Although data on antidepressant-induced liver injury are scarce, 0.5%−3% of patients treated with antidepressants may develop asymptomatic mild elevation of serum aminotransferase levels. All antidepressants can induce hepatotoxicity, especially in elderly patients and those with polypharmacy. Liver damage is in most cases idiosyncratic and unpredictable, and it is generally unrelated to drug dosage. The interval between treatment initiation and onset of liver injury is generally between several days and 6 months. Life-threatening antidepressant-induced liver injury has been described involving fulminant liver failure or death. The underlying lesions are often of the hepatocellular type and less frequently of the cholestatic and mixed types. The antidepressants associated with greater risks of hepatotoxicity are iproniazid, nefazodone, phenelzine, imipramine, amitriptyline, duloxetine, bupropion, trazodone, tianeptine, and agomelatine. The antidepressants that seem to have the least potential for hepatotoxicity are citalopram, escitalopram, paroxetine, and fluvoxamine. Cross-toxicity has been described, mainly for tricyclic and tetracyclic antidepressants.
Conclusions
Although an infrequent event, DILI from antidepressant drugs may be irreversible, and clinicians should be aware of it. Aminotransferase surveillance is the most useful tool for detecting DILI, and prompt discontinuation of the drug responsible is essential. The results of antidepressant liver toxicity in all phases of clinical trials should be available and published. Further research is needed before any new and rigorously founded recommendations can be made.


Link: http://goo.gl/RXWUS5



Acute Sleep Deprivation Increases Serum Levels of Neuron-Specific Enolase 


Sleep Journal

Study objectives
To investigate whether total sleep deprivation (TSD) affects circulating concentrations of neuron-specific enolase (NSE) and S100 calcium binding protein B (S-100B) in humans. These factors are usually found in the cytoplasm of neurons and glia cells. Increasing concentrations of these factors in blood may be therefore indicative for either neuronal damage, impaired blood brain barrier function, or both.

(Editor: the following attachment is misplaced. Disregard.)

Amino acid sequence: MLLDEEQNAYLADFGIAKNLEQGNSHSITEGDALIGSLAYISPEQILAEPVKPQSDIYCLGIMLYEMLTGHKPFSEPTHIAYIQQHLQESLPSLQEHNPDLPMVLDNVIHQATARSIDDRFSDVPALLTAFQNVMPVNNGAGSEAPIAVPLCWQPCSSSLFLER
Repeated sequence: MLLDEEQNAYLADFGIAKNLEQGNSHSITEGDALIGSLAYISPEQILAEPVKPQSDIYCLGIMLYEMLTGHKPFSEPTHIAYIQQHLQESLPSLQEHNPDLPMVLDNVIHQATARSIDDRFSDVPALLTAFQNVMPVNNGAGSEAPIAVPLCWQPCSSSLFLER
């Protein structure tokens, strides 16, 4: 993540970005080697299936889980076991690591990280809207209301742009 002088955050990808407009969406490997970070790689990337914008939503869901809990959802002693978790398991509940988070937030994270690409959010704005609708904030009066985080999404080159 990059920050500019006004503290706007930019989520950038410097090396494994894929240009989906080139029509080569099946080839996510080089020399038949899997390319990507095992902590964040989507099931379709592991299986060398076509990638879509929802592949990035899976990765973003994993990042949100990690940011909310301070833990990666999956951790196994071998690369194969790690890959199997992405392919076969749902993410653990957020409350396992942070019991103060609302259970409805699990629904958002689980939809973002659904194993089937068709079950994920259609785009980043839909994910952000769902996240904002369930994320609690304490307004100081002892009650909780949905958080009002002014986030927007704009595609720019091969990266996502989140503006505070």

Design
Subjects participated in two conditions (including either 8-h of nocturnal sleep (2230-0630) or TSD). Fasting blood samples were drawn before and after sleep interventions (1930 and 0730, respectively).
Results
TSD increased morning serum levels of NSE (P=0.002) and S-100B (P=0.02) by approximately 20%, compared with values obtained after a night of sleep. In contrast, the ratio of AB peptides 1-42 to 1-40 did not differ between the sleep interventions.
Conclusions
Future studies in which both serum and cerebrospinal fluid are sampled after sleep loss should elucidate whether the increase in serum NSE and S-100B is primarily caused by neuronal damage, impaired blood brain barrier function, or is just a consequence of increased gene expression in non-neuronal cells, such as leukocytes.

Link: http://goo.gl/tJLR79


Elevated Plasma Inflammatory Markers in Individuals With Intermittent Explosive Disorder and Correlation With Aggression in Humans


JAMA Psychiatry

Importance
Neurochemical studies in human aggression point to a modulatory role for a variety of central neurotransmitters. Some of these neurotransmitters play an inhibitory role, while others play a facilitatory role modulating aggression. Preclinical studies suggest a facilitatory role for inflammatory markers in aggression. Despite this, to our knowledge, no studies of aggression and inflammatory markers have been reported in psychiatric patients or in individuals with recurrent, problematic, impulsive aggressive behavior.
Objective  
To test the hypothesis that plasma inflammatory markers will correlate directly with aggression and will be elevated in individuals with recurrent, problematic, impulsive aggressive behavior.